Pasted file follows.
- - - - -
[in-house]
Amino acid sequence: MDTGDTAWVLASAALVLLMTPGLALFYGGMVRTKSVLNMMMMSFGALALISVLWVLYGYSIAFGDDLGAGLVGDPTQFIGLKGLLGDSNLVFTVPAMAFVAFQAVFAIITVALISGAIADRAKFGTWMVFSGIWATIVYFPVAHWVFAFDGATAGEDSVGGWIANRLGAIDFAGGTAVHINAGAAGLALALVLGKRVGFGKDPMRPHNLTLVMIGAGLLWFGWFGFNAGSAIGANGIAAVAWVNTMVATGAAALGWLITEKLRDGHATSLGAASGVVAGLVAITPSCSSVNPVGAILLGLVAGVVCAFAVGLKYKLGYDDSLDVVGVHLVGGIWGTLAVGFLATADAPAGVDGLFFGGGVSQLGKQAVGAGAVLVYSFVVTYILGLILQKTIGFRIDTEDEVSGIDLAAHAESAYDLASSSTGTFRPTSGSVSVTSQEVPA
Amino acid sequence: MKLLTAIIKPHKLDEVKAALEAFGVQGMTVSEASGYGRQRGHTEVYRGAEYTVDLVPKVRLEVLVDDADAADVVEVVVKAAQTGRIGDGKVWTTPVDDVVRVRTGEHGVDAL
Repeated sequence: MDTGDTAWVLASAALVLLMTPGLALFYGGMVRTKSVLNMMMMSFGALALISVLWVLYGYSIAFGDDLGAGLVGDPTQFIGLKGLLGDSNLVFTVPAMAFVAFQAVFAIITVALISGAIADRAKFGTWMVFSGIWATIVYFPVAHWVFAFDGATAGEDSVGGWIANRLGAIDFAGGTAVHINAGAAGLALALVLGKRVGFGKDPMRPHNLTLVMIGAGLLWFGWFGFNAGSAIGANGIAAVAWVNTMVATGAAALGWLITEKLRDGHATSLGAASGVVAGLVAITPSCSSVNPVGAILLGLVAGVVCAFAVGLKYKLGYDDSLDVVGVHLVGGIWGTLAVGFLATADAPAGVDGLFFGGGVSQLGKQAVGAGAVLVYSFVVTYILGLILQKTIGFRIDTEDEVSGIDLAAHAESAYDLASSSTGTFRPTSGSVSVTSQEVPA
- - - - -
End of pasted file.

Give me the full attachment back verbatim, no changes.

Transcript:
[in-house]
Amino acid sequence: MDTGDTAWVLASAALVLLMTPGLALFYGGMVRTKSVLNMMMMSFGALALISVLWVLYGYSIAFGDDLGAGLVGDPTQFIGLKGLLGDSNLVFTVPAMAFVAFQAVFAIITVALISGAIADRAKFGTWMVFSGIWATIVYFPVAHWVFAFDGATAGEDSVGGWIANRLGAIDFAGGTAVHINAGAAGLALALVLGKRVGFGKDPMRPHNLTLVMIGAGLLWFGWFGFNAGSAIGANGIAAVAWVNTMVATGAAALGWLITEKLRDGHATSLGAASGVVAGLVAITPSCSSVNPVGAILLGLVAGVVCAFAVGLKYKLGYDDSLDVVGVHLVGGIWGTLAVGFLATADAPAGVDGLFFGGGVSQLGKQAVGAGAVLVYSFVVTYILGLILQKTIGFRIDTEDEVSGIDLAAHAESAYDLASSSTGTFRPTSGSVSVTSQEVPA
Amino acid sequence: MKLLTAIIKPHKLDEVKAALEAFGVQGMTVSEASGYGRQRGHTEVYRGAEYTVDLVPKVRLEVLVDDADAADVVEVVVKAAQTGRIGDGKVWTTPVDDVVRVRTGEHGVDAL
Repeated sequence: MDTGDTAWVLASAALVLLMTPGLALFYGGMVRTKSVLNMMMMSFGALALISVLWVLYGYSIAFGDDLGAGLVGDPTQFIGLKGLLGDSNLVFTVPAMAFVAFQAVFAIITVALISGAIADRAKFGTWMVFSGIWATIVYFPVAHWVFAFDGATAGEDSVGGWIANRLGAIDFAGGTAVHINAGAAGLALALVLGKRVGFGKDPMRPHNLTLVMIGAGLLWFGWFGFNAGSAIGANGIAAVAWVNTMVATGAAALGWLITEKLRDGHATSLGAASGVVAGLVAITPSCSSVNPVGAILLGLVAGVVCAFAVGLKYKLGYDDSLDVVGVHLVGGIWGTLAVGFLATADAPAGVDGLFFGGGVSQLGKQAVGAGAVLVYSFVVTYILGLILQKTIGFRIDTEDEVSGIDLAAHAESAYDLASSSTGTFRPTSGSVSVTSQEVPA